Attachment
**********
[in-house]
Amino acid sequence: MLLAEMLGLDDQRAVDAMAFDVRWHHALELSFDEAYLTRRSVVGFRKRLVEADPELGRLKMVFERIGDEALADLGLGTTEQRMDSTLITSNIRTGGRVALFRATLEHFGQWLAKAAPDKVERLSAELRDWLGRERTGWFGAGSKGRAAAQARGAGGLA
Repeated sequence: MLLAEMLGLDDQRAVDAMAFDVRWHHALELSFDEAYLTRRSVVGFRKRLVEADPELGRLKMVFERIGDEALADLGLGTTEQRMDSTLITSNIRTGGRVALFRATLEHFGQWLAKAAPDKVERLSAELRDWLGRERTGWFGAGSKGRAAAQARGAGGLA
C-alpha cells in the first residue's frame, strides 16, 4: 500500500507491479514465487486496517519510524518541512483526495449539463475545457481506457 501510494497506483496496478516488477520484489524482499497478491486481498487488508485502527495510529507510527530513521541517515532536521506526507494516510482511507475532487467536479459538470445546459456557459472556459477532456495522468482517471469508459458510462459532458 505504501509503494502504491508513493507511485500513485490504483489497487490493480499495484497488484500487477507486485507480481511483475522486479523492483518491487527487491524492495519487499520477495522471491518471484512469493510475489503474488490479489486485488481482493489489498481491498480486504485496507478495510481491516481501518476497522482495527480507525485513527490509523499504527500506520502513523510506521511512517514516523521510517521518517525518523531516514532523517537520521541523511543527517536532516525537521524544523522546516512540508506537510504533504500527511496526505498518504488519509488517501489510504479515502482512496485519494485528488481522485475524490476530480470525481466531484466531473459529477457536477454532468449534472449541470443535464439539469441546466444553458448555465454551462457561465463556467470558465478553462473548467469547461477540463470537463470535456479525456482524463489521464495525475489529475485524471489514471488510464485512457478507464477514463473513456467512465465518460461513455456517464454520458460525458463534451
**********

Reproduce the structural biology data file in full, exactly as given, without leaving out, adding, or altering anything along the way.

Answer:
[in-house]
Amino acid sequence: MLLAEMLGLDDQRAVDAMAFDVRWHHALELSFDEAYLTRRSVVGFRKRLVEADPELGRLKMVFERIGDEALADLGLGTTEQRMDSTLITSNIRTGGRVALFRATLEHFGQWLAKAAPDKVERLSAELRDWLGRERTGWFGAGSKGRAAAQARGAGGLA
Repeated sequence: MLLAEMLGLDDQRAVDAMAFDVRWHHALELSFDEAYLTRRSVVGFRKRLVEADPELGRLKMVFERIGDEALADLGLGTTEQRMDSTLITSNIRTGGRVALFRATLEHFGQWLAKAAPDKVERLSAELRDWLGRERTGWFGAGSKGRAAAQARGAGGLA
C-alpha cells in the first residue's frame, strides 16, 4: 500500500507491479514465487486496517519510524518541512483526495449539463475545457481506457 501510494497506483496496478516488477520484489524482499497478491486481498487488508485502527495510529507510527530513521541517515532536521506526507494516510482511507475532487467536479459538470445546459456557459472556459477532456495522468482517471469508459458510462459532458 505504501509503494502504491508513493507511485500513485490504483489497487490493480499495484497488484500487477507486485507480481511483475522486479523492483518491487527487491524492495519487499520477495522471491518471484512469493510475489503474488490479489486485488481482493489489498481491498480486504485496507478495510481491516481501518476497522482495527480507525485513527490509523499504527500506520502513523510506521511512517514516523521510517521518517525518523531516514532523517537520521541523511543527517536532516525537521524544523522546516512540508506537510504533504500527511496526505498518504488519509488517501489510504479515502482512496485519494485528488481522485475524490476530480470525481466531484466531473459529477457536477454532468449534472449541470443535464439539469441546466444553458448555465454551462457561465463556467470558465478553462473548467469547461477540463470537463470535456479525456482524463489521464495525475489529475485524471489514471488510464485512457478507464477514463473513456467512465465518460461513455456517464454520458460525458463534451